First-year Learning Communities at MIT
Your first year at MIT can seem like a whole lot of change happening at once. In the span of a few weeks, you move to a new city, live with a new roommate, enroll in new classes, find your way around a new school. We get it, it can be overwhelming trying to navigate your new life!
Amidst the huge changes, some students are part of much smaller academic groups, the first-year learning communities (FLCs): Terrascope, Experimental Study Group (ESG), Concourse, and Media Arts and Sciences (MAS) First-Year Program. These groups help to provide a close-knit community and academic environment to students as they go through their first year at MIT.
Each of the four communities focuses on academics through a different lens, but they all represent thriving communities that allow students to have a group of peers to study with, socialize with, and complain about p-sets with from day one. Each FLC has a supportive atmosphere, including 24-hour hangout rooms filled with couches and bean bags for students to relax in between classes, and areas where students can work together at all hours of the day (or night). Outside of academics, the communities also plan excursions like movie nights, theater workshops, and other fun events around Boston and Cambridge.
“It's more than just the classes, and that's common to all the FLCs, is that they’re all really important, supportive communities that aren't meant to replace dorm communities or fraternity communities or sports communities, or whatever extracurricular sources of support, but are a really important academic community," David McGee, director of Terrascope, said.
We talked to directors from all four about what the first-year experience looks like as a member of their learning community.
MIT students are known for creating solutions, being makers, and wanting to make the world a better place. Terrascope combines all of these attributes into a project-based year where students are tasked with creating solutions to a sustainability-related real-world problem.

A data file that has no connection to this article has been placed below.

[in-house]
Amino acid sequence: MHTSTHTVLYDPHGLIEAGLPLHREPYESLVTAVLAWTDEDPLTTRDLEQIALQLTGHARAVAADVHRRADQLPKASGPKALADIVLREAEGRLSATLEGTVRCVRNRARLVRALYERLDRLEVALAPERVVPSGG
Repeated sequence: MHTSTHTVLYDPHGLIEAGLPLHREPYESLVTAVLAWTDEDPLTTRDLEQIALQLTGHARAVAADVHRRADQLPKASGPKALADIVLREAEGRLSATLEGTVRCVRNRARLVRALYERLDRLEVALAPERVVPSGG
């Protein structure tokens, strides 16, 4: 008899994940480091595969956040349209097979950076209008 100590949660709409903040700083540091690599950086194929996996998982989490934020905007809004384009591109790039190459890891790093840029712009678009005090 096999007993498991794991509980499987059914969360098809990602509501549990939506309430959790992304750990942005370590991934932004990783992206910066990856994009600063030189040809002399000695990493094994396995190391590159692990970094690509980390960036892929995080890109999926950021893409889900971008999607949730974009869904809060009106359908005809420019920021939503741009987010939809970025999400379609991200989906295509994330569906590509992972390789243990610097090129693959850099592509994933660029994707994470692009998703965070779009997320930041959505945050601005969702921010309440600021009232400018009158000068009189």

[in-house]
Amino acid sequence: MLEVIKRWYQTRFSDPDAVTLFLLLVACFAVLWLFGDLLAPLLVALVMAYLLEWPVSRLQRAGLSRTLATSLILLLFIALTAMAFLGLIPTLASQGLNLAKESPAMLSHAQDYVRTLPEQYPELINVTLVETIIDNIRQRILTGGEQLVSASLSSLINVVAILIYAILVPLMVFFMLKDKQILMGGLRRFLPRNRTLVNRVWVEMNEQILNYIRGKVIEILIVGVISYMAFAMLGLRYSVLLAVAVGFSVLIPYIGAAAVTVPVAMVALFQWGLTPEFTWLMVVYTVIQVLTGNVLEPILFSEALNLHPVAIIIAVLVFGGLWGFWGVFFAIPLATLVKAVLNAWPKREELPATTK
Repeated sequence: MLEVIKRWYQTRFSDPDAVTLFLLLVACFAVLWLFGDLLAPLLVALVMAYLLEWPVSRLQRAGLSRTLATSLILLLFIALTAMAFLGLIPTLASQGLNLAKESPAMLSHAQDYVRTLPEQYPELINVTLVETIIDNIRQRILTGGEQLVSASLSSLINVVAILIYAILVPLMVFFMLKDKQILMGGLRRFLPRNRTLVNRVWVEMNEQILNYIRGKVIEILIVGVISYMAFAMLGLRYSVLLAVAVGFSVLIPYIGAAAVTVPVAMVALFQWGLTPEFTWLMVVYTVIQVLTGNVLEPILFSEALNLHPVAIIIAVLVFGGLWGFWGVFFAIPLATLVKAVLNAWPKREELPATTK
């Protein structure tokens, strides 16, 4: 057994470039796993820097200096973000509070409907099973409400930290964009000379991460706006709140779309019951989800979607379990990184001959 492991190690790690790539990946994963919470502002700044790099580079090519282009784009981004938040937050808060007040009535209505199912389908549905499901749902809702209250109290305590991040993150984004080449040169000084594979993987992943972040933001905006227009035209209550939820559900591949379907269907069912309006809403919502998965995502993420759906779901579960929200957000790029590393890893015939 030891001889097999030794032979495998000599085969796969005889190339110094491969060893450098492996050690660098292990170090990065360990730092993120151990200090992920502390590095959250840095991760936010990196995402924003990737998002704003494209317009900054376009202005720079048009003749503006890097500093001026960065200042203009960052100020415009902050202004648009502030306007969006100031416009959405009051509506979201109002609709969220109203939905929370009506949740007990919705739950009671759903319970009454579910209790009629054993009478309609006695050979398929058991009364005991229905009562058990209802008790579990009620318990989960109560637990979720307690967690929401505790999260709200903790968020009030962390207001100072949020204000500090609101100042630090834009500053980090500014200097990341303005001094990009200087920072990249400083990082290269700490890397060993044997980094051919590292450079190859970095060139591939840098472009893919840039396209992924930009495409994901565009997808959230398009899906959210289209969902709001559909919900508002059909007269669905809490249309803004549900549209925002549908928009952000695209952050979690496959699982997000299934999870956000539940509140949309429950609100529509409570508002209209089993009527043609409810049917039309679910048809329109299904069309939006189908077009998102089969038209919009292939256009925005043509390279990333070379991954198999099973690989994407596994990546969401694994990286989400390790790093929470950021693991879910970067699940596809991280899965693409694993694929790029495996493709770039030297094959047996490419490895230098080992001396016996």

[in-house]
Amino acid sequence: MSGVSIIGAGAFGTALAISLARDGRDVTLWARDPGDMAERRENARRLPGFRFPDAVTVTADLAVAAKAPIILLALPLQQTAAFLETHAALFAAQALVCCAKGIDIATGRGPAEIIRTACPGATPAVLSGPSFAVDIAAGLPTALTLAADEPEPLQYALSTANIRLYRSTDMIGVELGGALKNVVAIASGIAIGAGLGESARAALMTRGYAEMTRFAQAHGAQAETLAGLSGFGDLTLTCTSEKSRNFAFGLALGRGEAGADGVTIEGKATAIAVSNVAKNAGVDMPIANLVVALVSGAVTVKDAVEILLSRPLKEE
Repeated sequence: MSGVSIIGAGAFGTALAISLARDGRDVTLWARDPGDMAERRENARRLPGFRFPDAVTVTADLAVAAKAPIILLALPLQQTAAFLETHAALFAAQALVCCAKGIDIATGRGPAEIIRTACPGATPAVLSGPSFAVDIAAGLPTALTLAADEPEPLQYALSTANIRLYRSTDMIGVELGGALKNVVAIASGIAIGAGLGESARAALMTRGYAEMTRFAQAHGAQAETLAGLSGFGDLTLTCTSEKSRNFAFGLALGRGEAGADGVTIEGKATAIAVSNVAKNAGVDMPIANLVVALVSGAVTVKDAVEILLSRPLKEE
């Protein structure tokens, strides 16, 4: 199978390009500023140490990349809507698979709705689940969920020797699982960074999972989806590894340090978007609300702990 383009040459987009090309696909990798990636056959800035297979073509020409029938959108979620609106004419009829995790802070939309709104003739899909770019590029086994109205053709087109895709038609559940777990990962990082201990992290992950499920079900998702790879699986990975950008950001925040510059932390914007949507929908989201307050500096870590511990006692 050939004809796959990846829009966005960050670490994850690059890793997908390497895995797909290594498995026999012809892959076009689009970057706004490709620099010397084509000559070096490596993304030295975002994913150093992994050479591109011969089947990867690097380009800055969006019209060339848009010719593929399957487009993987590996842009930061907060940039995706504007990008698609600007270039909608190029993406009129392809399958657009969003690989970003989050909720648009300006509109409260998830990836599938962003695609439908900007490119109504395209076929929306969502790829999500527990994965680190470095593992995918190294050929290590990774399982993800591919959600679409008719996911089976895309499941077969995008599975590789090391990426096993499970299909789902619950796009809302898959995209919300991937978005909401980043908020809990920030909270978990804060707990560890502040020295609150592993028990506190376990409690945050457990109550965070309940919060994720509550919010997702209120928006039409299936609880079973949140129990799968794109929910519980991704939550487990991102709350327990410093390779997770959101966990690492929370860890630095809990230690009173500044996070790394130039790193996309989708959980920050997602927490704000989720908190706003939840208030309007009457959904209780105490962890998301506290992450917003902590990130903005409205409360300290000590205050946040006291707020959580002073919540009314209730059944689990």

Each year Terrascope students are given a “mission” that they collaborate on and come up with a plan to solve. Last year’s mission was the effects of climate change on MIT’s campus, as well as in coastal communities in Bangladesh. This year’s mission will address access to clean drinking water in the Navajo Nation.
Terrascope classes are set up in a way that leaves students to decide how they want to tackle the problem, which allows students to figure out how to work together and what strengths they each bring to the table.
“All of these classes are really student-centered,” Terrascope Director David McGee said. “So students are really in the driver's seat, not only with owning the project that comes out of the class, but owning the process that gets them there.”
Once the students work to develop and present their comprehensive plan during the fall semester, they get to explore that year’s topic up close and personal during a spring break trip.
“We take a spring break trip to kind of get to see that year’s topic in the field, to talk to people who are affected by that problem, people who are working to address that problem, so the students don't just come away learning what you can learn from a classroom in Cambridge, but really come to understand the problem in its full dimensions,” McGee said.
Unlike some of the other FLCs, Terrascope students do not take their core institute classes within Terrascope. The community is focused solely on taking the knowledge that student’s already have and applying it to real-world problems, which aligns with the entire purpose of Terrascope.
“We view the main goal of Terrascope as being focused on the students, on preparing them, equipping them, to tackle big complicated challenges, and communicate about big, complicated challenges,” McGee said.
If participation points have always been your strength, and the idea of a class of 6-12 people sounds appealing to you, then Experimental Study Group (ESG) may be the perfect FLC for you!
ESG focuses on offering MIT’s core classes (GIRs), like chemistry, physics, math, biology, and the humanities, but in a small, hands-on environment that is much more active than your typical 200-person lecture.
“It entirely changes the way that people are learning the material,” ESG Associate Director Graham Gordon Ramsay said. “It's not passive at all, and in this way, we get to discover who the students are, what their learning styles are, and what their passions are.”
Because of the small class sizes in ESG, teaching becomes much more personalized. If a class is having trouble with a concept, more time can be taken and more examples can be given to help, and vice versa. Classes can breeze past through material that everyone seems to understand.